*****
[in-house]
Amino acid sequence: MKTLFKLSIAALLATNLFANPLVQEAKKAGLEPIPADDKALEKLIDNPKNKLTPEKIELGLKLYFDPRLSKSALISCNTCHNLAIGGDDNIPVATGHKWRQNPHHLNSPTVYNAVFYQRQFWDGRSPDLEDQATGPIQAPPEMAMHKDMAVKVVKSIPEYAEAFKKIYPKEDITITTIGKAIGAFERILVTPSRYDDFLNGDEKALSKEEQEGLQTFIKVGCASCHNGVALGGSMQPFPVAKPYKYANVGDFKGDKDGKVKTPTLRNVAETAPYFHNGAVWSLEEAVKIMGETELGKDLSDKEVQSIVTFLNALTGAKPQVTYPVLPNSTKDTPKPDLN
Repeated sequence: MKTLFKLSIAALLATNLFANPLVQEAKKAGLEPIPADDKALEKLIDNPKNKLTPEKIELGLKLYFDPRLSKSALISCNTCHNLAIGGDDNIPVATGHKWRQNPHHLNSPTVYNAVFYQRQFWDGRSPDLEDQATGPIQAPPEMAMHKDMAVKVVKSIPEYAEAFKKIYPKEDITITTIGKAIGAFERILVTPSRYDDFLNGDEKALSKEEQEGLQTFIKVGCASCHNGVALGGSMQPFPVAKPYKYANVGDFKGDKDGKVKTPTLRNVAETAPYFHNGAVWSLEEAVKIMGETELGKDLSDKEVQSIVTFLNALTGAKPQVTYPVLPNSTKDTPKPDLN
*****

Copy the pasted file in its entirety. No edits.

[in-house]
Amino acid sequence: MKTLFKLSIAALLATNLFANPLVQEAKKAGLEPIPADDKALEKLIDNPKNKLTPEKIELGLKLYFDPRLSKSALISCNTCHNLAIGGDDNIPVATGHKWRQNPHHLNSPTVYNAVFYQRQFWDGRSPDLEDQATGPIQAPPEMAMHKDMAVKVVKSIPEYAEAFKKIYPKEDITITTIGKAIGAFERILVTPSRYDDFLNGDEKALSKEEQEGLQTFIKVGCASCHNGVALGGSMQPFPVAKPYKYANVGDFKGDKDGKVKTPTLRNVAETAPYFHNGAVWSLEEAVKIMGETELGKDLSDKEVQSIVTFLNALTGAKPQVTYPVLPNSTKDTPKPDLN
Repeated sequence: MKTLFKLSIAALLATNLFANPLVQEAKKAGLEPIPADDKALEKLIDNPKNKLTPEKIELGLKLYFDPRLSKSALISCNTCHNLAIGGDDNIPVATGHKWRQNPHHLNSPTVYNAVFYQRQFWDGRSPDLEDQATGPIQAPPEMAMHKDMAVKVVKSIPEYAEAFKKIYPKEDITITTIGKAIGAFERILVTPSRYDDFLNGDEKALSKEEQEGLQTFIKVGCASCHNGVALGGSMQPFPVAKPYKYANVGDFKGDKDGKVKTPTLRNVAETAPYFHNGAVWSLEEAVKIMGETELGKDLSDKEVQSIVTFLNALTGAKPQVTYPVLPNSTKDTPKPDLN